Two motions submitted late last week by global news outlet Reuters News & Media Inc. requested the dismissal of a Video Privacy Protection Act (VPPA) suit over its alleged tracking of the plaintiff’s online video watching history on Reuters’ website.
The motion to dismiss claims that in addition to pleading deficiencies, the VPPA is unconstitutional. The preemptive motion to strike says the class action allegations must fall as all putative class members agreed to waive their collective action claims through their use of Reuters.com or having signed up for a Reuters newsletter.
The case, like others filed in the last year, bases its claims off “a statute that famously stems from the disclosure of information about the video rental history of the family of Judge Robert H. Bork.”
Decades after enactment, and in the current digital, web-based age where few video rental stores exist, claimants, like the Reuters subscriber now assert that websites offering video content illegally share their users’ viewing and personally identifiable information with Facebook through a tracking pixel, which Reuters calls “an industry-standard tracking tool.”
In the Southern District of New York suit, Reuters points out that the VPPA allegations acknowledge that the media giant plainly disclosed its use of pixels to users and the complaint expressly pleaded that it was the plaintiff’s own web browser—not Reuters—that actually transmitted the data to Facebook.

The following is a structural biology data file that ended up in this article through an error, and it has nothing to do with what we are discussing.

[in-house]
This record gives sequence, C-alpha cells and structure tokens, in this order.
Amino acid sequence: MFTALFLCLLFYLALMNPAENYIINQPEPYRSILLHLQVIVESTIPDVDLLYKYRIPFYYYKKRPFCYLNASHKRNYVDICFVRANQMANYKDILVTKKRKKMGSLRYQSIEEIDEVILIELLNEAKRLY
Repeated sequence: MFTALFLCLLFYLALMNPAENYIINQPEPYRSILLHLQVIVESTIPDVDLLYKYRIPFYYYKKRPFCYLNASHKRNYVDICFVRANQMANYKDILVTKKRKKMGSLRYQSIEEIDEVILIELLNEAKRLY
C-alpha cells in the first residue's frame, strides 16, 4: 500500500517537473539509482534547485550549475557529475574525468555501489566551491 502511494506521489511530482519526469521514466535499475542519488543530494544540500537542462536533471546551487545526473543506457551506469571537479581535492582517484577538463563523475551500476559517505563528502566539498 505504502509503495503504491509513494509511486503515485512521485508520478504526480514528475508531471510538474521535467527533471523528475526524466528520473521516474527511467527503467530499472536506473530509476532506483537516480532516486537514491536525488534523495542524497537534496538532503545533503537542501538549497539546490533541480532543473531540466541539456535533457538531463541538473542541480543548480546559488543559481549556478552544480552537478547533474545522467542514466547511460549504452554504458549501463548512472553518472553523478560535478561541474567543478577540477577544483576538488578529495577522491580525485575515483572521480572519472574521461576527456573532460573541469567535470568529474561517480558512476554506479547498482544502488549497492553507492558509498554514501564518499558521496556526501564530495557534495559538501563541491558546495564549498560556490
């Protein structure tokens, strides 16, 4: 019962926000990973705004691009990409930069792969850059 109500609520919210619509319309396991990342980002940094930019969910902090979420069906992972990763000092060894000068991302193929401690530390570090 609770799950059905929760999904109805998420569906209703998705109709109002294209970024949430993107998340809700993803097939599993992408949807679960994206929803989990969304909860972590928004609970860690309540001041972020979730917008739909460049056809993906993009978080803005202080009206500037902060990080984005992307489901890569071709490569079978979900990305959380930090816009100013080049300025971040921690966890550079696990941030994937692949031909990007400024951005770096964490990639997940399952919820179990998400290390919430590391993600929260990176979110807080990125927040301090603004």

The dismissal motion claims that as such, the complaint falters every step of the way. For example, the motion says Reuters is not a “video-tape service provider” under the law’s plain language.
“Indeed, the U.S. government has explained in another action that the VPPA ‘does not apply to news organizations, advocacy groups, or other entities whose mission is to publicize information of public import,’” the brief says, quoting from an intervention motion filed by the United States in defense of the VPPA’s constitutionality in a suit filed by users of the Patreon content creation platform.
Further, Reuters’ motion contends that as applied, the VPPA unconstitutionally restricts commercial speech in violation of the First Amendment. In the Patreon case, the government responded to a similar challenge, claiming the VPPA withstands the intermediate scrutiny analysis applicable to regulations of commercial speech, while acknowledging that in some cases, it could prohibit non-commercial disclosures.
Reuters’ motion to strike class allegations, made before the affirmative filing of a motion for class certification, asserts that the terms agreed to by all putative class members foreclose their right to bring a collective action. Reuters concludes that as a matter of law, the plaintiff cannot act as a class representative as she fails to be an adequate one and because she cannot satisfy the Federal Rules’ numerosity requirement.